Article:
For inverting papilloma, treatment is usually surgery with or without radiation therapy.

For melanoma and sarcoma, treatment may include the following:

For midline granuloma, treatment is usually radiation therapy.

If cancer is in the nasal vestibule, treatment may include the following:

Use our clinical trial search to find NCI-supported cancer clinical trials that are accepting patients. You can search for trials based on the type of cancer, the age of the patient, and where the trials are being done. General information about clinical trials is also available.

Treatment Options for Recurrent Paranasal Sinus and Nasal Cavity Cancer

Treatment of recurrent paranasal sinus and nasal cavity cancer depends on where cancer is found in the paranasal sinuses and nasal cavity.

If cancer is in the maxillary sinus, treatment may include the following:

If cancer is in the ethmoid sinus, treatment may include the following:

If cancer is in the sphenoid sinus, treatment is the same as for nasopharyngeal cancer and may include radiation therapy with or without chemotherapy. (See the PDQ summary on Nasopharyngeal Cancer Treatment for more information.)

If cancer is in the nasal cavity, treatment may include the following:

For inverting papilloma, treatment is usually surgery with or without radiation therapy.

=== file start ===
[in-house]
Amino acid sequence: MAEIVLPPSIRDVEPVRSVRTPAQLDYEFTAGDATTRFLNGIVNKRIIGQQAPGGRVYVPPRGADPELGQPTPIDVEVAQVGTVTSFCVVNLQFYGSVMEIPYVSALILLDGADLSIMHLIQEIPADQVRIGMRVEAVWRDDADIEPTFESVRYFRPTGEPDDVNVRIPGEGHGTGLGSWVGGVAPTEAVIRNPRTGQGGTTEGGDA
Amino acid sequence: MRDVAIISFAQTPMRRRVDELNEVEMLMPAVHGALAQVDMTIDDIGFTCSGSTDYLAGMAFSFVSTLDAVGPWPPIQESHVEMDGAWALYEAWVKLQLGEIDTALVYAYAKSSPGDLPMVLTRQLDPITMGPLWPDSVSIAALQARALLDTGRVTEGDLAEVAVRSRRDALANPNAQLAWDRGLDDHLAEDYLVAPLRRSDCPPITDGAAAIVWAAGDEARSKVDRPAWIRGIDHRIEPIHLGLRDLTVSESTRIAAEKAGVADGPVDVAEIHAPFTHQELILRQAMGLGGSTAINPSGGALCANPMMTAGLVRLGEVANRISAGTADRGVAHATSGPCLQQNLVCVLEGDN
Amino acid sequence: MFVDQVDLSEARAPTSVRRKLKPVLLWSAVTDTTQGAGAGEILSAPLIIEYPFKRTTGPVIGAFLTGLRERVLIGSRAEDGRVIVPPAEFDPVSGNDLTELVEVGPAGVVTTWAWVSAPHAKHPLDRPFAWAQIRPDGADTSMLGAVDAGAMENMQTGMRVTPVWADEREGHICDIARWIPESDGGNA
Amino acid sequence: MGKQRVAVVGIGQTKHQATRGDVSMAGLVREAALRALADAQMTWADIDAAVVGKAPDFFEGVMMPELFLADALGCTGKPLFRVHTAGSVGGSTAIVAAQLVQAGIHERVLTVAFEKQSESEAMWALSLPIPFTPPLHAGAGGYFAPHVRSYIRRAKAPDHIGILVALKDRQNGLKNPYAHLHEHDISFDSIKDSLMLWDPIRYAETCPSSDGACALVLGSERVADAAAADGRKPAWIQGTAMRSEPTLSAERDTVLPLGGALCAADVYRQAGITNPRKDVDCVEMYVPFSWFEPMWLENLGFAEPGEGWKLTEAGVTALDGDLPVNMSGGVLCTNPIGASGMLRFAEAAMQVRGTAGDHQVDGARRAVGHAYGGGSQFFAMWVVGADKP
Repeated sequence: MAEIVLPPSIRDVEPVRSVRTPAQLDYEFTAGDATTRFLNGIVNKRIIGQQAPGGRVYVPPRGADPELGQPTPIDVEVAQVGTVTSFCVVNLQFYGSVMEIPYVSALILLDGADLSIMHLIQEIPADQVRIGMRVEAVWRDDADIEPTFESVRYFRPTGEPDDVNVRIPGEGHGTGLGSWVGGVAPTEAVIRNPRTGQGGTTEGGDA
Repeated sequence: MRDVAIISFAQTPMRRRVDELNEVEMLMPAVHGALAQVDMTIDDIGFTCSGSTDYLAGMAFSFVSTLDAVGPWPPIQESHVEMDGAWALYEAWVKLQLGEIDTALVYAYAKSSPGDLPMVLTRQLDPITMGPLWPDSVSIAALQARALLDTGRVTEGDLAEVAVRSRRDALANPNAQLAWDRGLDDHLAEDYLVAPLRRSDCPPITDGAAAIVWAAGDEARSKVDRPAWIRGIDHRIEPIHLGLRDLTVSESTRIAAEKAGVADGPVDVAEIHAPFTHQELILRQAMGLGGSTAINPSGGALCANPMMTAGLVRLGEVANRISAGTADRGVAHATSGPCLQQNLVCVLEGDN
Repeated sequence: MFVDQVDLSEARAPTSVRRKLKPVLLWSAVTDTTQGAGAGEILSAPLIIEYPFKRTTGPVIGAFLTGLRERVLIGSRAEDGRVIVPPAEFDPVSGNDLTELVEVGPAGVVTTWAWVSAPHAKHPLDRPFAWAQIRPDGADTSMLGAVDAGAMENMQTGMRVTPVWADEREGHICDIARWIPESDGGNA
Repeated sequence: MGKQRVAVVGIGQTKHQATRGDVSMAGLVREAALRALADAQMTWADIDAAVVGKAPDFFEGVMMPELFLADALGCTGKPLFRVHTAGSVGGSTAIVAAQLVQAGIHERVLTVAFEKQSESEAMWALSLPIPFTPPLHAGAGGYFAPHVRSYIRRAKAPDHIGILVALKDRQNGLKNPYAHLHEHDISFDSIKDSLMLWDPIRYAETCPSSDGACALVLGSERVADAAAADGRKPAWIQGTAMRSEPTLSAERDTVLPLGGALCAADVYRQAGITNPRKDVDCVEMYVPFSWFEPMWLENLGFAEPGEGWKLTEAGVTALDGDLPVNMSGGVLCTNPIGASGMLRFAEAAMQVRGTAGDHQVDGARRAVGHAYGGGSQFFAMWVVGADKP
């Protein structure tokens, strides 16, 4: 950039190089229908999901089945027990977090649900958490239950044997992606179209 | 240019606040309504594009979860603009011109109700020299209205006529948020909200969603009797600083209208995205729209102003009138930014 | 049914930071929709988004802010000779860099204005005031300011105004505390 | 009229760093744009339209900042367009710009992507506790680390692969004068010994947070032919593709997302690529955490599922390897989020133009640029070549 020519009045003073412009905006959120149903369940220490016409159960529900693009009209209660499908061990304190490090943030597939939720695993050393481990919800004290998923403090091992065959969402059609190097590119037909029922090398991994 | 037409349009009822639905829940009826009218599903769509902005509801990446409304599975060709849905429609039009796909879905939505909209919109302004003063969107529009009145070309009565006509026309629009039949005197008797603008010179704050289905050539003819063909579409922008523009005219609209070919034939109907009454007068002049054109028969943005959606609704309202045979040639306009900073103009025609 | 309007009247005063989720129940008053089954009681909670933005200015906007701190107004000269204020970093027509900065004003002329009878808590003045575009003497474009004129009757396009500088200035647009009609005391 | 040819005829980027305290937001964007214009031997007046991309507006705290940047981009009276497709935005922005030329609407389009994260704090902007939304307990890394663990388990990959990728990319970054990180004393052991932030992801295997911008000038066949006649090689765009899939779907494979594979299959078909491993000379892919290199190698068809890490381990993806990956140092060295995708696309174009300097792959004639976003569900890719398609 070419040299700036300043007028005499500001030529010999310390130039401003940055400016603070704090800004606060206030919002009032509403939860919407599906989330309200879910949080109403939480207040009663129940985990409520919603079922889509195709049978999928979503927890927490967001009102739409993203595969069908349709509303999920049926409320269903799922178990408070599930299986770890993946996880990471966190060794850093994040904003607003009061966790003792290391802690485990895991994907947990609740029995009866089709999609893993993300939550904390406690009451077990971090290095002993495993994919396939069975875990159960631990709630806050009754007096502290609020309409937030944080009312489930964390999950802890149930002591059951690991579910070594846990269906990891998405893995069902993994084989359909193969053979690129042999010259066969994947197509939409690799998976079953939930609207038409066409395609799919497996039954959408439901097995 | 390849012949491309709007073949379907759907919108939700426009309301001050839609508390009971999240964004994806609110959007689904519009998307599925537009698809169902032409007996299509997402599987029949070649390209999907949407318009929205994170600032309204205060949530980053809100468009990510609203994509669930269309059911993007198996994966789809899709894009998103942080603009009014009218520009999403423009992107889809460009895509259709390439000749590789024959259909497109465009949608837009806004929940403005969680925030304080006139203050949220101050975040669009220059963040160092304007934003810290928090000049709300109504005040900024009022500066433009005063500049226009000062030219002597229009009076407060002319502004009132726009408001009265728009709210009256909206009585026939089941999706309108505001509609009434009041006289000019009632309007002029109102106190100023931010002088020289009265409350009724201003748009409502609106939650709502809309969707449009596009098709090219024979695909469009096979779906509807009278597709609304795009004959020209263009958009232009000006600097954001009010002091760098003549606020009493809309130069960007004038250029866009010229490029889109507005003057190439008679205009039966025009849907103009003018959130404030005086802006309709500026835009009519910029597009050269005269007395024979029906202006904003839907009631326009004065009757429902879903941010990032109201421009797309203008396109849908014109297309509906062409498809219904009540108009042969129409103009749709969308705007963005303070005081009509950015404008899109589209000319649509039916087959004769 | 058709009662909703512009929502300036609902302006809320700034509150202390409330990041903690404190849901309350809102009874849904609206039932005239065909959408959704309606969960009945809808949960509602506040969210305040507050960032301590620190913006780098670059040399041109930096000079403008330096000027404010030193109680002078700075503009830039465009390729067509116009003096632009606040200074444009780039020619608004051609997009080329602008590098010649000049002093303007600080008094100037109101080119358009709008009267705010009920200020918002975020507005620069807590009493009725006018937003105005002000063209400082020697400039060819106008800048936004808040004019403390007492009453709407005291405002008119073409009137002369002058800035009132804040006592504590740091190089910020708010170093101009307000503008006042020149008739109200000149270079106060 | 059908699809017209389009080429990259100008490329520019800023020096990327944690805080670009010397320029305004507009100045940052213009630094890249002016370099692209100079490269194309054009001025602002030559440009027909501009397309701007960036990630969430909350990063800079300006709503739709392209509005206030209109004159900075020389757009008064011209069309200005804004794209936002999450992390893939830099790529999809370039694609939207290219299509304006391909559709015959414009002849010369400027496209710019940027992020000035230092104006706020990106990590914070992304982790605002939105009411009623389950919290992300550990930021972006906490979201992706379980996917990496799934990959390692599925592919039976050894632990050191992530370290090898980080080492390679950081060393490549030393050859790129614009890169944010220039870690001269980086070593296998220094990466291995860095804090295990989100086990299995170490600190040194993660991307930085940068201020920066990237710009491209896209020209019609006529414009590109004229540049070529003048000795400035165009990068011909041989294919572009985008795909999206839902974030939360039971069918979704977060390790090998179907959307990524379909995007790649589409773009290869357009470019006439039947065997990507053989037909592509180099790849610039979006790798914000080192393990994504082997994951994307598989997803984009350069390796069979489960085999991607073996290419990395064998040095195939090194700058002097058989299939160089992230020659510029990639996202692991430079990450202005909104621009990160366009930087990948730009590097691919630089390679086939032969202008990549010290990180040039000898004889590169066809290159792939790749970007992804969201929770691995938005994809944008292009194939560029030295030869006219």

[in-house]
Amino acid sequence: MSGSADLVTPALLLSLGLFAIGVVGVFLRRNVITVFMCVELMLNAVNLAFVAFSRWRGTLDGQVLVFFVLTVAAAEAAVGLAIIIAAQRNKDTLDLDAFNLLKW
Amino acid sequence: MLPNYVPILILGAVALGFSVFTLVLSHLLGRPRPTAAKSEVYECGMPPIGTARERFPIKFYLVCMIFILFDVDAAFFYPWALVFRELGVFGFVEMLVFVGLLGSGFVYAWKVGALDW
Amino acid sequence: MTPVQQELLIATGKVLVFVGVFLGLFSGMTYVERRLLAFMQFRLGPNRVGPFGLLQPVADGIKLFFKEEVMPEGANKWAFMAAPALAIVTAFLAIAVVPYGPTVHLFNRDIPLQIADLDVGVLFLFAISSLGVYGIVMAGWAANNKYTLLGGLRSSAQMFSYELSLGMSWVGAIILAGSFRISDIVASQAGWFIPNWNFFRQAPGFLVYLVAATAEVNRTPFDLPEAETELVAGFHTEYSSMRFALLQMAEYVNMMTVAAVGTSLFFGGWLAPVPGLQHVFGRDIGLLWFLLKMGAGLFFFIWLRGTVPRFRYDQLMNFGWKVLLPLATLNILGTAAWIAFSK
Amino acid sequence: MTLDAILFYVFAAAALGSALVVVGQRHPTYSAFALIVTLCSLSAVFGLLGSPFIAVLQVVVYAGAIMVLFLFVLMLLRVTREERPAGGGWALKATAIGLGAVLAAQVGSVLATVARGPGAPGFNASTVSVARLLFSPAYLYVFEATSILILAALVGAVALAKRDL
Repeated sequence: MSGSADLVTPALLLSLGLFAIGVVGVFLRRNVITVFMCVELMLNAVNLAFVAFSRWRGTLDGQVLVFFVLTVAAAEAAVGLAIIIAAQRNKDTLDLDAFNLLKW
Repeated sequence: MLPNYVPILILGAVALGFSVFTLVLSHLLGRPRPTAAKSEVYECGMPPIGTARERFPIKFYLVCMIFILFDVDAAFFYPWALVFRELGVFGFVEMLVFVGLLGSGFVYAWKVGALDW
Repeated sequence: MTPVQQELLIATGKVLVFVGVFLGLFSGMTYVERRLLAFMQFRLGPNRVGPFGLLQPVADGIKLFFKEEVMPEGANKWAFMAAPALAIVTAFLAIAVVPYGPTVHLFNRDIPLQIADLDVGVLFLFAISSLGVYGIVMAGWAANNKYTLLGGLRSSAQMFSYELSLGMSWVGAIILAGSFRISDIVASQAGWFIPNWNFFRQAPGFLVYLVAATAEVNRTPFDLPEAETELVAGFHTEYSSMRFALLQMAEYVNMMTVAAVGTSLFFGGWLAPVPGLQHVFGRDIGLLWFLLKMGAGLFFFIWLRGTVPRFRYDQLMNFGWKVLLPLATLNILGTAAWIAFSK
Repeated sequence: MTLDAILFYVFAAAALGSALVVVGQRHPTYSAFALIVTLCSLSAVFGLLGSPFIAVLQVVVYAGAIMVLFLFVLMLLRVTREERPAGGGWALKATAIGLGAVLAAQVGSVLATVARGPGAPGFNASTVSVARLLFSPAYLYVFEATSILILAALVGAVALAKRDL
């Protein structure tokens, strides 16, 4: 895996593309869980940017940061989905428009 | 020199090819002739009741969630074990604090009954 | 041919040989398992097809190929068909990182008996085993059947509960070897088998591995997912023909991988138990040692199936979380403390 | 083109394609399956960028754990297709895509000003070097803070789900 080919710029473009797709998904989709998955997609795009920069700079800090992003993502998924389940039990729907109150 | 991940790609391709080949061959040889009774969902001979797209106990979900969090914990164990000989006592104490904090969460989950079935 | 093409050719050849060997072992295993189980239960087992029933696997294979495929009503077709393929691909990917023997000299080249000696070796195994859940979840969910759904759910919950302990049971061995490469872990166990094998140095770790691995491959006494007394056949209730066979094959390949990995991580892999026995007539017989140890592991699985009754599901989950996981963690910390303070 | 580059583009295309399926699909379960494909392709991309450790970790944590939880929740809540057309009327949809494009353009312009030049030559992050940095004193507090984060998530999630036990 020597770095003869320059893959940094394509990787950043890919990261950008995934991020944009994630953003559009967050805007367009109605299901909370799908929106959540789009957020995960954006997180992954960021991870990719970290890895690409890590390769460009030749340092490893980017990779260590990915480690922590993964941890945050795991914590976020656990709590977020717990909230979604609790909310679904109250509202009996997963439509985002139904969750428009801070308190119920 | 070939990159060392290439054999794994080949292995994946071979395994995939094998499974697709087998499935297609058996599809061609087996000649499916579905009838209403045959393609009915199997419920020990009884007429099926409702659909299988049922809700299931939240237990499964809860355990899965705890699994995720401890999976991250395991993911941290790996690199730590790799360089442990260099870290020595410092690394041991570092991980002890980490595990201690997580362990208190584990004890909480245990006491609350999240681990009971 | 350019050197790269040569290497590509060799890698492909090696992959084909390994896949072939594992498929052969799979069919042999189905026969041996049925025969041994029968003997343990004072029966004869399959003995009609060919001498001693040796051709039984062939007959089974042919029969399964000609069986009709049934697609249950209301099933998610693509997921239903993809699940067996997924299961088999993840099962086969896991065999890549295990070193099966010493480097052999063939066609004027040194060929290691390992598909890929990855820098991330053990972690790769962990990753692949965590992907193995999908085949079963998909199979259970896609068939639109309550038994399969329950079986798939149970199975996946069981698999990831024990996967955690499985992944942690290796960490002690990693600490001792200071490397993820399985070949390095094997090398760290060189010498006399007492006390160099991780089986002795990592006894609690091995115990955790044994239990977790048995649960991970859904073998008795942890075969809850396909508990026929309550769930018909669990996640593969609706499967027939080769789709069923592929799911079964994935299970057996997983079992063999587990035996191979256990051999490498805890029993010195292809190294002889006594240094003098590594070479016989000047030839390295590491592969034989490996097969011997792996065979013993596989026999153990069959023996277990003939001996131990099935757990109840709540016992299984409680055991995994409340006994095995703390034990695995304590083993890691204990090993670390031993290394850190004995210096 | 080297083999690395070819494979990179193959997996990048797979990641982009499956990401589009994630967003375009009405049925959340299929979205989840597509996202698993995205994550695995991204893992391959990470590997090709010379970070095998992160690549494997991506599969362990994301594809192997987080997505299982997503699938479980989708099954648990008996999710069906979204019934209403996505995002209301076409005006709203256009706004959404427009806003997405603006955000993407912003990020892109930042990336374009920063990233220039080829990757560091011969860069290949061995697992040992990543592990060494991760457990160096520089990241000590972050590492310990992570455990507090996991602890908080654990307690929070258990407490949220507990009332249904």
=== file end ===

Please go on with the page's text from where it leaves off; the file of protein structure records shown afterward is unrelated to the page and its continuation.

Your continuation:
For melanoma and sarcoma, treatment may include the following:

For midline granuloma, treatment is usually radiation therapy.

If cancer is in the nasal vestibule, treatment may include the following:

Use our clinical trial search to find NCI-supported cancer clinical trials that are accepting patients. You can search for trials based on the type of cancer, the age of the patient, and where the trials are being done. General information about clinical trials is also available.

To Learn More About Paranasal Sinus and Nasal Cavity Cancer

For more information from the National Cancer Institute about paranasal sinus and nasal cavity cancer, see the following:

For general cancer information and other resources from the National Cancer Institute, see the following:

About This PDQ Summary

About PDQ